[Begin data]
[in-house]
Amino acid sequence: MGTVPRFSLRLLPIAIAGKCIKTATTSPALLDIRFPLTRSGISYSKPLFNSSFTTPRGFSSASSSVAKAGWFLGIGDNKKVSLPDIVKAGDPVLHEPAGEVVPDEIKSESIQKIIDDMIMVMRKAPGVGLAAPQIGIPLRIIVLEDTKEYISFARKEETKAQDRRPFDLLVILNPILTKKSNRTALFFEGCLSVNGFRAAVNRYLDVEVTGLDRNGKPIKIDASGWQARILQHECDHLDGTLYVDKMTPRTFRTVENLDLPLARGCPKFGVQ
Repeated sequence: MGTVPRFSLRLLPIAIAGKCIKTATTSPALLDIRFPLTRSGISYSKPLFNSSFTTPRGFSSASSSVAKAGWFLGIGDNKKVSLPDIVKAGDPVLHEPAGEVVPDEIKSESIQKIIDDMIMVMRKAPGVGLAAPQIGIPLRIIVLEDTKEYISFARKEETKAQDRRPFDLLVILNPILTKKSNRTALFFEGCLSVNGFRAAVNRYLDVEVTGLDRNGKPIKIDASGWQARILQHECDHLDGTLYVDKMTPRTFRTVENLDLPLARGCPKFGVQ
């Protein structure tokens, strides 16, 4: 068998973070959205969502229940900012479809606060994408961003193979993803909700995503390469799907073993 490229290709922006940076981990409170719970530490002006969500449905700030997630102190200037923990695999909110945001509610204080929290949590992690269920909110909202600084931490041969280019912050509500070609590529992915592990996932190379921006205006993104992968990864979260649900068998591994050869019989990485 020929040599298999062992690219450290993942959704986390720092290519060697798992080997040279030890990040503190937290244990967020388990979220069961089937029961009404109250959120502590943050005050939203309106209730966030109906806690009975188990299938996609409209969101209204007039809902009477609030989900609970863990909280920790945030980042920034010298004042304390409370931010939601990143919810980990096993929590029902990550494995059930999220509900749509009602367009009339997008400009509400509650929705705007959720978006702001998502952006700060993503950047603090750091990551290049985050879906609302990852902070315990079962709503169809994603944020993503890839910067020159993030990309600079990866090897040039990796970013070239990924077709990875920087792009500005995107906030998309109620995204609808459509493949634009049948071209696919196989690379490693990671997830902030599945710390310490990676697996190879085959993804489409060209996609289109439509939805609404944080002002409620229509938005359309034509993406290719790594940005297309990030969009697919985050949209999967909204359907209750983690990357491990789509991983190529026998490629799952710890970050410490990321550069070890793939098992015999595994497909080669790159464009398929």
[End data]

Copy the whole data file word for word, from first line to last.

[in-house]
Amino acid sequence: MGTVPRFSLRLLPIAIAGKCIKTATTSPALLDIRFPLTRSGISYSKPLFNSSFTTPRGFSSASSSVAKAGWFLGIGDNKKVSLPDIVKAGDPVLHEPAGEVVPDEIKSESIQKIIDDMIMVMRKAPGVGLAAPQIGIPLRIIVLEDTKEYISFARKEETKAQDRRPFDLLVILNPILTKKSNRTALFFEGCLSVNGFRAAVNRYLDVEVTGLDRNGKPIKIDASGWQARILQHECDHLDGTLYVDKMTPRTFRTVENLDLPLARGCPKFGVQ
Repeated sequence: MGTVPRFSLRLLPIAIAGKCIKTATTSPALLDIRFPLTRSGISYSKPLFNSSFTTPRGFSSASSSVAKAGWFLGIGDNKKVSLPDIVKAGDPVLHEPAGEVVPDEIKSESIQKIIDDMIMVMRKAPGVGLAAPQIGIPLRIIVLEDTKEYISFARKEETKAQDRRPFDLLVILNPILTKKSNRTALFFEGCLSVNGFRAAVNRYLDVEVTGLDRNGKPIKIDASGWQARILQHECDHLDGTLYVDKMTPRTFRTVENLDLPLARGCPKFGVQ
């Protein structure tokens, strides 16, 4: 068998973070959205969502229940900012479809606060994408961003193979993803909700995503390469799907073993 490229290709922006940076981990409170719970530490002006969500449905700030997630102190200037923990695999909110945001509610204080929290949590992690269920909110909202600084931490041969280019912050509500070609590529992915592990996932190379921006205006993104992968990864979260649900068998591994050869019989990485 020929040599298999062992690219450290993942959704986390720092290519060697798992080997040279030890990040503190937290244990967020388990979220069961089937029961009404109250959120502590943050005050939203309106209730966030109906806690009975188990299938996609409209969101209204007039809902009477609030989900609970863990909280920790945030980042920034010298004042304390409370931010939601990143919810980990096993929590029902990550494995059930999220509900749509009602367009009339997008400009509400509650929705705007959720978006702001998502952006700060993503950047603090750091990551290049985050879906609302990852902070315990079962709503169809994603944020993503890839910067020159993030990309600079990866090897040039990796970013070239990924077709990875920087792009500005995107906030998309109620995204609808459509493949634009049948071209696919196989690379490693990671997830902030599945710390310490990676697996190879085959993804489409060209996609289109439509939805609404944080002002409620229509938005359309034509993406290719790594940005297309990030969009697919985050949209999967909204359907209750983690990357491990789509991983190529026998490629799952710890970050410490990321550069070890793939098992015999595994497909080669790159464009398929």